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Autotroph

organism that produces complex organic compounds (such as carbohydrates, fats, and proteins) from simple substances present in its surroundings, generally using energy from light (photosynthesis) or inorganic chemical reactions (chemosynthesis)
Green (from chlorophyll) fronds of a maidenhair fern: a photoautotroph
Flowchart

An autotroph (from Greek autos = self and trophe = nutrition) is an organism that makes organic compounds from simple molecules.

UsesEdit

Autotrophs are needed in every food chain in all ecosystems. They take energy from the environment (sun light or inorganic sources) and use it to make other organic molecules that are used to carry out various biological functions such as cell growth or repairing broken tissue.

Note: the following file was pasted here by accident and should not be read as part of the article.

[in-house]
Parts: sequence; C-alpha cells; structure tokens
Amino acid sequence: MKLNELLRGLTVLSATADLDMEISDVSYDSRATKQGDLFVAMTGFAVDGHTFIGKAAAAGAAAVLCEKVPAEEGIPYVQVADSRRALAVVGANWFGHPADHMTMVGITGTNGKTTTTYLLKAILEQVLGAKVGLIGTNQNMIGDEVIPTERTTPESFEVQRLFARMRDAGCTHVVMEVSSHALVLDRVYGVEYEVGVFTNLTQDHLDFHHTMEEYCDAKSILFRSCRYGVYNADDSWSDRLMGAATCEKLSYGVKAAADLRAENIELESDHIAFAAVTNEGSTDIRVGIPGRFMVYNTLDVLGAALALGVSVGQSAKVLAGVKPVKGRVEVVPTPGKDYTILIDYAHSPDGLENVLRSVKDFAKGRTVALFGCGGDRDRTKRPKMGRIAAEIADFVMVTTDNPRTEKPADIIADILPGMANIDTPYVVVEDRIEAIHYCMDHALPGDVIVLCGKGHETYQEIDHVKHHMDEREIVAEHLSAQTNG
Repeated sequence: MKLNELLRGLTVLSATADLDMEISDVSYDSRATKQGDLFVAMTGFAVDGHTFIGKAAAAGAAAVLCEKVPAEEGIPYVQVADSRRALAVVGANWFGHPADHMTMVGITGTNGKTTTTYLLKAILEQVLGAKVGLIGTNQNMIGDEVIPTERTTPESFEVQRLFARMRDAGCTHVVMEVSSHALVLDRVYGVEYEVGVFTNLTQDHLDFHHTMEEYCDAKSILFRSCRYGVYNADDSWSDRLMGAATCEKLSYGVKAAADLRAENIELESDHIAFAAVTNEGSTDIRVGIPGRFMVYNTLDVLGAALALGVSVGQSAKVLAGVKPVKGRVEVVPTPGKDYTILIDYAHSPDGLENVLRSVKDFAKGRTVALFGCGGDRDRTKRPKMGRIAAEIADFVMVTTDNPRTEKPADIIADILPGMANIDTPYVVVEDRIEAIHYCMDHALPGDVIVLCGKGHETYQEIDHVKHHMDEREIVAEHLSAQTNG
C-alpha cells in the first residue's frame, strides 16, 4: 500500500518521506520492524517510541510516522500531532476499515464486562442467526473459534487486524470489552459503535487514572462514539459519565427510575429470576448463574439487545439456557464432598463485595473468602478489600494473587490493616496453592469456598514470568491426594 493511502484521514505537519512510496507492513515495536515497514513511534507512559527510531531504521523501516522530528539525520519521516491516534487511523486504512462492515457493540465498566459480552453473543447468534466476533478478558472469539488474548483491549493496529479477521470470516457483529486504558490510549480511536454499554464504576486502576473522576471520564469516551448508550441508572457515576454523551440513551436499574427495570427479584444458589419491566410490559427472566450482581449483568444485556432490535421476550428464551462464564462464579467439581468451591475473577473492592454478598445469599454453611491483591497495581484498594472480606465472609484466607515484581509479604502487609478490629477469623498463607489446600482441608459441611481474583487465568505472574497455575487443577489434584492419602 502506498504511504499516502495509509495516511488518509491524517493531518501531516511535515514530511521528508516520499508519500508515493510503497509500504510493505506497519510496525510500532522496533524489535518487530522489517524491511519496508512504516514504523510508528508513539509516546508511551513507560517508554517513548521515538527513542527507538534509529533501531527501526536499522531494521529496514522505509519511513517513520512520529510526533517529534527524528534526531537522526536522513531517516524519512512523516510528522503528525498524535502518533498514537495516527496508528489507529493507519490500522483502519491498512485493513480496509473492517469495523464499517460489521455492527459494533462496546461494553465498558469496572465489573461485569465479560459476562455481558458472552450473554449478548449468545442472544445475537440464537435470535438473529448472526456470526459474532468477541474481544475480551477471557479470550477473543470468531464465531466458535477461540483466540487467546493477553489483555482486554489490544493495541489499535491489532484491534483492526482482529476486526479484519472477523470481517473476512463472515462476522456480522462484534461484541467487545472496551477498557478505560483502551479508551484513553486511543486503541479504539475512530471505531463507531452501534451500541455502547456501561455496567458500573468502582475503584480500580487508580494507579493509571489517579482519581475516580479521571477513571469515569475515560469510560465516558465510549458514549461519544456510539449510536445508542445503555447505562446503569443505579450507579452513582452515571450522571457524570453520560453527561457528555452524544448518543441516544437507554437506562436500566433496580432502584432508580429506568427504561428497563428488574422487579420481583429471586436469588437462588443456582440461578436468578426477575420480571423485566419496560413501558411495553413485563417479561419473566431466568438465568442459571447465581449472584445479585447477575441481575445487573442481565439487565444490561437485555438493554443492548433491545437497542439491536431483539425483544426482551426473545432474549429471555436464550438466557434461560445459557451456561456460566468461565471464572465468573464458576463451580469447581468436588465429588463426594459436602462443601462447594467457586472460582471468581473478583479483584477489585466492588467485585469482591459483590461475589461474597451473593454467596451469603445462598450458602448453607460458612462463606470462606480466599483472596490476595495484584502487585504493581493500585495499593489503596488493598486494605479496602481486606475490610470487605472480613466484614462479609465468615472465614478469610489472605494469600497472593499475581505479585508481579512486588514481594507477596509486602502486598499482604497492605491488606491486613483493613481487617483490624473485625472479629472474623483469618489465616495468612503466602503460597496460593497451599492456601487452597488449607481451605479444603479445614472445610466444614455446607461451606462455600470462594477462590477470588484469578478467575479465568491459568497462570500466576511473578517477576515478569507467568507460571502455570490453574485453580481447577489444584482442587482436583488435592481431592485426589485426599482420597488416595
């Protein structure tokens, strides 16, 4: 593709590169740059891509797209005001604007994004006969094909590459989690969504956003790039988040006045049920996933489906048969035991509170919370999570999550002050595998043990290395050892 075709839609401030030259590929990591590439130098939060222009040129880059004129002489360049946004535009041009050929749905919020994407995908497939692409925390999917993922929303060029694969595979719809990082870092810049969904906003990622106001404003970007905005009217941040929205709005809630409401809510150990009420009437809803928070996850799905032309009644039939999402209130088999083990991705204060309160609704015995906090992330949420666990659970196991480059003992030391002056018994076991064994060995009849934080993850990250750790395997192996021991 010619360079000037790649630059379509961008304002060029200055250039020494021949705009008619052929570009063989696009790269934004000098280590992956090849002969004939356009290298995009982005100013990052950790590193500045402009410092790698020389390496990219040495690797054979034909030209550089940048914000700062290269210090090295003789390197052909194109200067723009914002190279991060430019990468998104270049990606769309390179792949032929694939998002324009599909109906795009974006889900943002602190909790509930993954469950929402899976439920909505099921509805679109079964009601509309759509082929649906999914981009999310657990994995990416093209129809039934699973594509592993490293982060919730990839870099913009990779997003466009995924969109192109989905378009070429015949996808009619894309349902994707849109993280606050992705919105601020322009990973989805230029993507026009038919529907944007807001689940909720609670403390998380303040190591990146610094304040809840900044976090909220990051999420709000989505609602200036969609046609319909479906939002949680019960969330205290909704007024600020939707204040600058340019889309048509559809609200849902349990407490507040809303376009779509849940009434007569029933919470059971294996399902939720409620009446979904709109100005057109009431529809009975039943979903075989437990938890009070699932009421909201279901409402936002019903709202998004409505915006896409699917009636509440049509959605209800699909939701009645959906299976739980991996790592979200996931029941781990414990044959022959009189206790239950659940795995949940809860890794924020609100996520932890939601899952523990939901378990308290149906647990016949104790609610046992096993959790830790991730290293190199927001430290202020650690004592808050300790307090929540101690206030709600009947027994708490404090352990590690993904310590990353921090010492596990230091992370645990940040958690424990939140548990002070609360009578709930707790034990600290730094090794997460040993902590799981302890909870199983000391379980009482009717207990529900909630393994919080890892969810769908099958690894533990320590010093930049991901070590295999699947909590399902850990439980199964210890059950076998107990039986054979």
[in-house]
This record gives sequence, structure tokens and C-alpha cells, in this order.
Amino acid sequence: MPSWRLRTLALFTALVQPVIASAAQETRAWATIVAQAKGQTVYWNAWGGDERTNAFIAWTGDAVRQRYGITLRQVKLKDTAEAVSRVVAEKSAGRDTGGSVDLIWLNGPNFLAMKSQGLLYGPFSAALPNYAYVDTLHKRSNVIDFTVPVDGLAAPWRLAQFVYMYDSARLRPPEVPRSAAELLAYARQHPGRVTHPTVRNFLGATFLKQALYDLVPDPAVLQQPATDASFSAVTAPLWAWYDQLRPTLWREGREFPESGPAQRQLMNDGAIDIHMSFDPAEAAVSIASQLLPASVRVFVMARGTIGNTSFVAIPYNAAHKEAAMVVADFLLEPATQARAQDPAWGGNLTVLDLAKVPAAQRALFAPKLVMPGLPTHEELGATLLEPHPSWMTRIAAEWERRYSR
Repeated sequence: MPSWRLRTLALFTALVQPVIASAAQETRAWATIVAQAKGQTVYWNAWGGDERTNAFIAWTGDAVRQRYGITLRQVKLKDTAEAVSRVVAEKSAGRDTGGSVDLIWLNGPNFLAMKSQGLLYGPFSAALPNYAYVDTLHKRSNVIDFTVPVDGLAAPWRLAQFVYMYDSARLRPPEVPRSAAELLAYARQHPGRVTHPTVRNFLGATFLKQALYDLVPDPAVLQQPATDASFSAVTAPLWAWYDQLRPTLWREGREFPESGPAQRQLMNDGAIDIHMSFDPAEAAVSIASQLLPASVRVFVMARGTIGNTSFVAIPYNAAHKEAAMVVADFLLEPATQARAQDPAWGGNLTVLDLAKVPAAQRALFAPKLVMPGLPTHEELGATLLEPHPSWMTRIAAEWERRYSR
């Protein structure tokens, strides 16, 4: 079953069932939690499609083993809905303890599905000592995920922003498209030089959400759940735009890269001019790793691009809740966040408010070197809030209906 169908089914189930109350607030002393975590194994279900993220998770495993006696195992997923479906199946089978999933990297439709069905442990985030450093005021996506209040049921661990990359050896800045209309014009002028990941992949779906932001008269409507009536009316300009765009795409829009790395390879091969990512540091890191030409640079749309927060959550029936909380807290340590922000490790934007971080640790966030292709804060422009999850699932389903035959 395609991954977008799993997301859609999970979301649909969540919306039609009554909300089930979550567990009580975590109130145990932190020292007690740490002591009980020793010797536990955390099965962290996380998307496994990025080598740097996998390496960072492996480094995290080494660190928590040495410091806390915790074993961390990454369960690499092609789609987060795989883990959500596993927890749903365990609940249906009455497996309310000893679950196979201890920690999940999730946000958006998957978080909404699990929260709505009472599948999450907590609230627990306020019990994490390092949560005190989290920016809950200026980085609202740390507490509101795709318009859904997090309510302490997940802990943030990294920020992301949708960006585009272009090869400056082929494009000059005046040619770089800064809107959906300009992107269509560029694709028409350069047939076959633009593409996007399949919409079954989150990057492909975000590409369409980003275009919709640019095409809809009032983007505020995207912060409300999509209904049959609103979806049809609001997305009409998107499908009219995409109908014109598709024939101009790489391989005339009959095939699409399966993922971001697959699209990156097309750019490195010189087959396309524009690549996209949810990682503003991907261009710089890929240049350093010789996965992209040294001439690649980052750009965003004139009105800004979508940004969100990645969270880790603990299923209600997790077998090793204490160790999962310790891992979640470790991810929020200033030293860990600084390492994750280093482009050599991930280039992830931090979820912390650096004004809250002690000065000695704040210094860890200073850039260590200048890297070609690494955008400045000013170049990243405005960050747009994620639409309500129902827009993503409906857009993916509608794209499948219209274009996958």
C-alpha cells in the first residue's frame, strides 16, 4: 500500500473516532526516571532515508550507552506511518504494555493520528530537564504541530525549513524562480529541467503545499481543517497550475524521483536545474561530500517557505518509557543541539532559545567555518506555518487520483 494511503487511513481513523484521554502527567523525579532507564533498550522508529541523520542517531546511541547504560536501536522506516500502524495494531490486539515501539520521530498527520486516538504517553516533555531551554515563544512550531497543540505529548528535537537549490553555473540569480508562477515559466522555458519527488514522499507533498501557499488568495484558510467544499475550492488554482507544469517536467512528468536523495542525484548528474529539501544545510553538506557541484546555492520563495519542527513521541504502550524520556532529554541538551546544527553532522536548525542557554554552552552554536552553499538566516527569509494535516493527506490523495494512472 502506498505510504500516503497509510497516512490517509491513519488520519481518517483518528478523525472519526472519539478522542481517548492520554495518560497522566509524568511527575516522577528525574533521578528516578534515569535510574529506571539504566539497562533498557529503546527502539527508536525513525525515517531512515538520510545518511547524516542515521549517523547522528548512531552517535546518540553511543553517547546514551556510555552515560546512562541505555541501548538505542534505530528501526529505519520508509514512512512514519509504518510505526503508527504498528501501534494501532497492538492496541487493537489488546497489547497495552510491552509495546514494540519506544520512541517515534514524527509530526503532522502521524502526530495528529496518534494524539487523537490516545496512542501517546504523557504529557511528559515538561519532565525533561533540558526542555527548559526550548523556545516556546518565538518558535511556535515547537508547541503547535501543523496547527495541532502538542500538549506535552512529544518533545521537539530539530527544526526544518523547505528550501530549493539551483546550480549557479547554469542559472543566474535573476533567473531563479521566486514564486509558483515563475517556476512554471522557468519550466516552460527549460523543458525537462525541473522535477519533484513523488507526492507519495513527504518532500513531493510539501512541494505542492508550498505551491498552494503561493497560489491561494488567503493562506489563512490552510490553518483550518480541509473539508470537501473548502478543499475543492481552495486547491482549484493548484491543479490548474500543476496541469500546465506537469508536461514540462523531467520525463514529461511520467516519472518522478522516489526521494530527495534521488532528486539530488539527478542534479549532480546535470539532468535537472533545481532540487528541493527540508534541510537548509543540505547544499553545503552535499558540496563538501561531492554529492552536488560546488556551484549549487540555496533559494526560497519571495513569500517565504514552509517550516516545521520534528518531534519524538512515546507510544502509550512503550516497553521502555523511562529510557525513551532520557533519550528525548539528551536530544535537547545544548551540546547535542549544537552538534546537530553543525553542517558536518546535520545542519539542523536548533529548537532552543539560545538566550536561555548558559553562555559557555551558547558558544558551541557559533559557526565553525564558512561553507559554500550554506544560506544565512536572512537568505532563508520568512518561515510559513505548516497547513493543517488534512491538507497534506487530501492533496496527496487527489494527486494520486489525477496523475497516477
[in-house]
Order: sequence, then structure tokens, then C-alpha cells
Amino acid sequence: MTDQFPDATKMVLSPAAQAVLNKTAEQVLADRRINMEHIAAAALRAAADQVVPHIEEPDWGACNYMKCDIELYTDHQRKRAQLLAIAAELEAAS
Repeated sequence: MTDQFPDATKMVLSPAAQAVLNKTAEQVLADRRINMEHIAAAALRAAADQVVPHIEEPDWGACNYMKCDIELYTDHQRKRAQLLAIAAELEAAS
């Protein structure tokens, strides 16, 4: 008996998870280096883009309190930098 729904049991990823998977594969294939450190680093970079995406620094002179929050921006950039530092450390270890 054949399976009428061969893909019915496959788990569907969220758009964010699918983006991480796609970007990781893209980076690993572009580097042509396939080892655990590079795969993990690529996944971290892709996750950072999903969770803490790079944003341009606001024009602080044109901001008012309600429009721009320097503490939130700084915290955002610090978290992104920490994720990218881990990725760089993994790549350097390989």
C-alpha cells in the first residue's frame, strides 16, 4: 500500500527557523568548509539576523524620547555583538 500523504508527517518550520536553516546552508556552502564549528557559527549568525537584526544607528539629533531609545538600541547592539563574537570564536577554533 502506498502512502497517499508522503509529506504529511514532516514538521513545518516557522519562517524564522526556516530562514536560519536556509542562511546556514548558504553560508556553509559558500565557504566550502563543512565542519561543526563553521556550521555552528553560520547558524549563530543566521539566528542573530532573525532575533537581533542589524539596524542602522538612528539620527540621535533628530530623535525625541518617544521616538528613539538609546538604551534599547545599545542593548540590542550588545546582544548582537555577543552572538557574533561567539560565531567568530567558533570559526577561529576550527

TypesEdit

Plants and other organisms that carry out photosynthesis are phototrophs (or photoautotrophs). Bacteria that use inorganic compounds like hydrogen sulfide, phosphorus or iron are called chemoautotrophs. Other organisms, called heterotrophs, eat autotrophs.

There are some species that need organic compounds as a source of food, but are able to use light as a source of energy. These are not autotrophic, but heterotrophic. A mixotroph is a (micro)organism that can use a mix of different sources of energy and carbon.